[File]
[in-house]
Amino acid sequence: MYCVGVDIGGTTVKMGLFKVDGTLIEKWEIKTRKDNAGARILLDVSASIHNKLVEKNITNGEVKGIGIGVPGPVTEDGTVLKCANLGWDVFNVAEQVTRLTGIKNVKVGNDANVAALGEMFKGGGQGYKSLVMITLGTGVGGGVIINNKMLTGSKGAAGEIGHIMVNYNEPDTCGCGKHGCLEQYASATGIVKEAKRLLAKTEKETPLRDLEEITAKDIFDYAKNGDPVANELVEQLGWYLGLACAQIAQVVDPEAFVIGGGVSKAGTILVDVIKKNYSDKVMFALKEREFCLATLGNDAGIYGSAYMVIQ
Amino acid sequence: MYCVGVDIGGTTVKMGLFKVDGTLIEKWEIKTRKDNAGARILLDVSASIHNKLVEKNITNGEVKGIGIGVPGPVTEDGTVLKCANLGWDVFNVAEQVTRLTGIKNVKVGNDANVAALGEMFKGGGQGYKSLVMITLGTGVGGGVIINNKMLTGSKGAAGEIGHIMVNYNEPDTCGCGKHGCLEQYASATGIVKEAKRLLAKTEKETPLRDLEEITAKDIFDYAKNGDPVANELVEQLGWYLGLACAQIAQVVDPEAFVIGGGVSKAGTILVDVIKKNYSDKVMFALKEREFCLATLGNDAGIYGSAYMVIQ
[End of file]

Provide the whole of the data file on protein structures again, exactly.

[in-house]
Amino acid sequence: MYCVGVDIGGTTVKMGLFKVDGTLIEKWEIKTRKDNAGARILLDVSASIHNKLVEKNITNGEVKGIGIGVPGPVTEDGTVLKCANLGWDVFNVAEQVTRLTGIKNVKVGNDANVAALGEMFKGGGQGYKSLVMITLGTGVGGGVIINNKMLTGSKGAAGEIGHIMVNYNEPDTCGCGKHGCLEQYASATGIVKEAKRLLAKTEKETPLRDLEEITAKDIFDYAKNGDPVANELVEQLGWYLGLACAQIAQVVDPEAFVIGGGVSKAGTILVDVIKKNYSDKVMFALKEREFCLATLGNDAGIYGSAYMVIQ
Amino acid sequence: MYCVGVDIGGTTVKMGLFKVDGTLIEKWEIKTRKDNAGARILLDVSASIHNKLVEKNITNGEVKGIGIGVPGPVTEDGTVLKCANLGWDVFNVAEQVTRLTGIKNVKVGNDANVAALGEMFKGGGQGYKSLVMITLGTGVGGGVIINNKMLTGSKGAAGEIGHIMVNYNEPDTCGCGKHGCLEQYASATGIVKEAKRLLAKTEKETPLRDLEEITAKDIFDYAKNGDPVANELVEQLGWYLGLACAQIAQVVDPEAFVIGGGVSKAGTILVDVIKKNYSDKVMFALKEREFCLATLGNDAGIYGSAYMVIQ